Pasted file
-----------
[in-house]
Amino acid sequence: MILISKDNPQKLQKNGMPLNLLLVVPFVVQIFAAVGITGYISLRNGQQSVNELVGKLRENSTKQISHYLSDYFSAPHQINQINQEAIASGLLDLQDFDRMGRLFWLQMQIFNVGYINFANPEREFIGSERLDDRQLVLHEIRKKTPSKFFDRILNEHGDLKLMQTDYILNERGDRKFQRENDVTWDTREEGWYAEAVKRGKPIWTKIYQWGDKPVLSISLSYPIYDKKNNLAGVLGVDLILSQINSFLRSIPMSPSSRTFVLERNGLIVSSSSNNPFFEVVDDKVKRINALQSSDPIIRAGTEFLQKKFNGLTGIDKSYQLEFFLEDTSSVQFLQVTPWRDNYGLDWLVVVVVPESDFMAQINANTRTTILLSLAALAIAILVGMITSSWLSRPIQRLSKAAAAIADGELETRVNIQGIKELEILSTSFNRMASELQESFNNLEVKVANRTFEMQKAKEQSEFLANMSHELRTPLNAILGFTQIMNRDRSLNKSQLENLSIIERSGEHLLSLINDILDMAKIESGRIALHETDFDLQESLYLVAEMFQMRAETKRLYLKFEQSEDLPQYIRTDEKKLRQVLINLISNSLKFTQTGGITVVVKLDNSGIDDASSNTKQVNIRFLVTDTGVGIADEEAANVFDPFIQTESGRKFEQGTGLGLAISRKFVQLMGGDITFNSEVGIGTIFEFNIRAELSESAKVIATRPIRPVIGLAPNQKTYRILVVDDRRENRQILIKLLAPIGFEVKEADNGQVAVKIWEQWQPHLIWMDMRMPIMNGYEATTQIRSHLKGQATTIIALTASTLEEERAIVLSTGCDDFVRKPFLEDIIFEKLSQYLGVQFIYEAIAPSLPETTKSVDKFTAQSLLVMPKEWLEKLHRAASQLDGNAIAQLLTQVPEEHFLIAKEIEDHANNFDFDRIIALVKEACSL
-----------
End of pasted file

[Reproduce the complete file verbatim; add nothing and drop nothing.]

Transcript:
[in-house]
Amino acid sequence: MILISKDNPQKLQKNGMPLNLLLVVPFVVQIFAAVGITGYISLRNGQQSVNELVGKLRENSTKQISHYLSDYFSAPHQINQINQEAIASGLLDLQDFDRMGRLFWLQMQIFNVGYINFANPEREFIGSERLDDRQLVLHEIRKKTPSKFFDRILNEHGDLKLMQTDYILNERGDRKFQRENDVTWDTREEGWYAEAVKRGKPIWTKIYQWGDKPVLSISLSYPIYDKKNNLAGVLGVDLILSQINSFLRSIPMSPSSRTFVLERNGLIVSSSSNNPFFEVVDDKVKRINALQSSDPIIRAGTEFLQKKFNGLTGIDKSYQLEFFLEDTSSVQFLQVTPWRDNYGLDWLVVVVVPESDFMAQINANTRTTILLSLAALAIAILVGMITSSWLSRPIQRLSKAAAAIADGELETRVNIQGIKELEILSTSFNRMASELQESFNNLEVKVANRTFEMQKAKEQSEFLANMSHELRTPLNAILGFTQIMNRDRSLNKSQLENLSIIERSGEHLLSLINDILDMAKIESGRIALHETDFDLQESLYLVAEMFQMRAETKRLYLKFEQSEDLPQYIRTDEKKLRQVLINLISNSLKFTQTGGITVVVKLDNSGIDDASSNTKQVNIRFLVTDTGVGIADEEAANVFDPFIQTESGRKFEQGTGLGLAISRKFVQLMGGDITFNSEVGIGTIFEFNIRAELSESAKVIATRPIRPVIGLAPNQKTYRILVVDDRRENRQILIKLLAPIGFEVKEADNGQVAVKIWEQWQPHLIWMDMRMPIMNGYEATTQIRSHLKGQATTIIALTASTLEEERAIVLSTGCDDFVRKPFLEDIIFEKLSQYLGVQFIYEAIAPSLPETTKSVDKFTAQSLLVMPKEWLEKLHRAASQLDGNAIAQLLTQVPEEHFLIAKEIEDHANNFDFDRIIALVKEACSL